COVID-19 counts continue to rise as Canada approaches 300,000 cases

Canada’s COVID-19 hot spots reported minor declines in daily infections on Sunday, but health officials urged people to remain cautious as the country rapidly approaches the 300,000-case mark and overall trends remain worrisome.

The national case count stood just shy of 296,000 after daily tallies in Alberta, Ontario and Quebec declined from Saturday’s record-setting levels.

Alberta reported 991 new cases of COVID-19 and six deaths, while Ontario reported 1,248 new cases and 29 deaths. Health authorities in Quebec, meanwhile, logged 1,211 new cases and 15 additional deaths.

Those figures declined from 1,026, 1,585 and 1,448 cases, respectively, a day earlier.

Quebec Health Minister Christian Dube said the slight decline was “encouraging,” but said ongoing vigilance around public health protocols will be critical if residents want to contain the spread of the virus.

“I think it’s encouraging to see that we can have a good day, but it’s going to take several good days,” Dube told reporters during a Sunday morning news conference in Montreal.

“I’m going to let the next days bring us more good news, but in the meantime, we need to continue to follow safety measures,” he said.

The virulence of the novel coronavirus was dramatically demonstrated in Nunavut over the weekend, where territory-wide case counts more than doubled over the past 48 hours.

The 10 new cases reported on Sunday, all linked to an outbreak in the community of Arviat, took the overall total to 18. Arviat’s first positive diagnosis was only confirmed on Friday.

“Due to the number of cases of COVID-19 in Arviat, anyone … who left the community on or after Nov. 2 is being asked to immediately isolate for 14 days wherever they are,” territorial Chief Public Health Officer Dr. Michael Patterson said in a statement.

Canada’s top doctor also urged residents not to let their guard down in indoor settings as winter approaches.

Dr. Theresa Tam has exhorted Canadians to be more proactive in their efforts to stem the spread of COVID-19 to prevent hospitals from being overwhelmed in the weeks ahead.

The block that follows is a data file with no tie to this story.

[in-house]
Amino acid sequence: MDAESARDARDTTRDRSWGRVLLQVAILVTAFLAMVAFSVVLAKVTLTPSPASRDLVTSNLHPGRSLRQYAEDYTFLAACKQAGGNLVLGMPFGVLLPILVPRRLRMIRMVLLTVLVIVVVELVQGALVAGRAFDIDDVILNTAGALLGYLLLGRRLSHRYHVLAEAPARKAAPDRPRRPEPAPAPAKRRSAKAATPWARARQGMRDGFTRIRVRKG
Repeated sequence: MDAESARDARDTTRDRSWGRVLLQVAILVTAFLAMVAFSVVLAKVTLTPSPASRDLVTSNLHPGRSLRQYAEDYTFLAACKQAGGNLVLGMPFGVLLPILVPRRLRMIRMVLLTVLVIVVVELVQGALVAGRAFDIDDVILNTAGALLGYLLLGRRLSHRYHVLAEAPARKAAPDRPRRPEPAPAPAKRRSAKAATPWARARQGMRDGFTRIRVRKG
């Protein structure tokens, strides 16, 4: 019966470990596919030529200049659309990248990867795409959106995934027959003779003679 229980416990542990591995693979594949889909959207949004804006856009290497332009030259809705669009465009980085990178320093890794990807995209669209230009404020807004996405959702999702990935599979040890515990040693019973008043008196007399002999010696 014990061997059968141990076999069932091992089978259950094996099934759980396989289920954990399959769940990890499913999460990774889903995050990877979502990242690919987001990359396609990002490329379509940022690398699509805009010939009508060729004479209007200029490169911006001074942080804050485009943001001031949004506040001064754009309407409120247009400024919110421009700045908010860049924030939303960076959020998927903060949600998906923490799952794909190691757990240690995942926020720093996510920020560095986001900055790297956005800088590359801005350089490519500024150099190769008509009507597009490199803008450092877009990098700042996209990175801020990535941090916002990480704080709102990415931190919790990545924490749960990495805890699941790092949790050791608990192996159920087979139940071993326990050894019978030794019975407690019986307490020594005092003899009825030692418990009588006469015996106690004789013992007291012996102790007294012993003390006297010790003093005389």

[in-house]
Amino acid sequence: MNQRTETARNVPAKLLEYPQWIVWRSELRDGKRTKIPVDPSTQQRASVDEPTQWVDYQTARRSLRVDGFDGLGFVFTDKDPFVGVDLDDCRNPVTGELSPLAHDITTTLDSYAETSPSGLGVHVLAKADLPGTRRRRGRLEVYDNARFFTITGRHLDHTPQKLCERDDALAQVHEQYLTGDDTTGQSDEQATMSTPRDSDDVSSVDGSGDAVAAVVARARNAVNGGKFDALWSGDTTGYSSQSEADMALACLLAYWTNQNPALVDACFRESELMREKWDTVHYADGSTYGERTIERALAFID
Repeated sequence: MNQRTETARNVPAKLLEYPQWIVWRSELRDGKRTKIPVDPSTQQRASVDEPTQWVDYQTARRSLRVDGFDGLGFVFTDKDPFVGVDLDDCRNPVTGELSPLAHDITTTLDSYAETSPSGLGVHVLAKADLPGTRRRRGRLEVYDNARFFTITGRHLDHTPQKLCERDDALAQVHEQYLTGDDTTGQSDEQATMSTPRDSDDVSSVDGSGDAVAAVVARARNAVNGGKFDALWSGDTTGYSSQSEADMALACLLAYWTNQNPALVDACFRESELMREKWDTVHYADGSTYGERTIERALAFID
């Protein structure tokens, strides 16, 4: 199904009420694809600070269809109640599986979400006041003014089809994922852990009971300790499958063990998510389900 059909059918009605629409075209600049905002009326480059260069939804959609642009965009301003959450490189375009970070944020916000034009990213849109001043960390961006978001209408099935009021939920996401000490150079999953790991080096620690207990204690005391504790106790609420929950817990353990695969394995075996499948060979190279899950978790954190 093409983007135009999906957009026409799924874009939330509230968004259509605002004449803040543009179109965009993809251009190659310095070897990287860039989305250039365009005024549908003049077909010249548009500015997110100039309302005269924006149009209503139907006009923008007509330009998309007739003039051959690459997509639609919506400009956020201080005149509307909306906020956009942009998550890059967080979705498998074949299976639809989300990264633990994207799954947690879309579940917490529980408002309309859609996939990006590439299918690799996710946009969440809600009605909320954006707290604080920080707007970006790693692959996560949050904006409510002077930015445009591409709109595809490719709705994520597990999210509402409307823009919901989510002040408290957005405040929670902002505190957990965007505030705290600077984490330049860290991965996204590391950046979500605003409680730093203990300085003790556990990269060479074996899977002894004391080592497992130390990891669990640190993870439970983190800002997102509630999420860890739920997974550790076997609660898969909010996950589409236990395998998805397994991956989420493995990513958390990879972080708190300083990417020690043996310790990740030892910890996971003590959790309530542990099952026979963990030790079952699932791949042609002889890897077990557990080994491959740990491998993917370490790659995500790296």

Despite the modest decline in several infection hot spots, numbers continued to soar in much of the country.

In Manitoba, new COVID-19 cases surged to 494 on Sunday compared to 237 the day before. The province reported 10 new deaths, seven of which were linked to an outbreak at a Winnipeg care home where dozens of residents have died.

Shortly after the province reported the spike in infections, Justice Minister Cliff Cullen criticized Manitobans who attended a rally on Saturday to protest against mandatory masks and other lockdown measures.

The event in Steinbach, Man., about 60 kilometres south of Winnipeg, was “incredibly unfortunate, dangerous and wrong,” Cullen said in a statement.

He urged residents to follow public health guidelines and warned that law enforcement officers would ticket anyone found breaking the rules.

Meanwhile, Saskatchewan reported 181 new COVID-19 cases and two new deaths on Sunday. The numbers bring the provincial total to 31 deaths since the pandemic began.

Premier Scott Moe said Sunday that more measures could be coming to fight COVID-19 in the province in addition to those already slated to take effect this week.

Effective Monday and for the next 28 days, masks will be mandatory in indoor public spaces in any community with more than 5,000 residents. Restaurants and bars must also stop selling alcohol by 10 p.m. and make sure everyone has finished their drinks by 11.

After the new measures were announced on Friday, hundreds of doctors who signed a letter earlier in the week urging stronger action penned a new missive saying the new rules don’t go far enough.

In Atlantic Canada, two new cases of COVID-19 were reported in Nova Scotia on Sunday, and three new infections were reported in New Brunswick.

Newfoundland and Labrador also recorded two new cases, including an overseas contract worker for the province’s Crown-owned energy corporation.

This report by The Canadian Press was first published Nov. 15, 2020.

-with files from Rob Drinkwater in Edmonton and Shawn Jeffords in Toronto.

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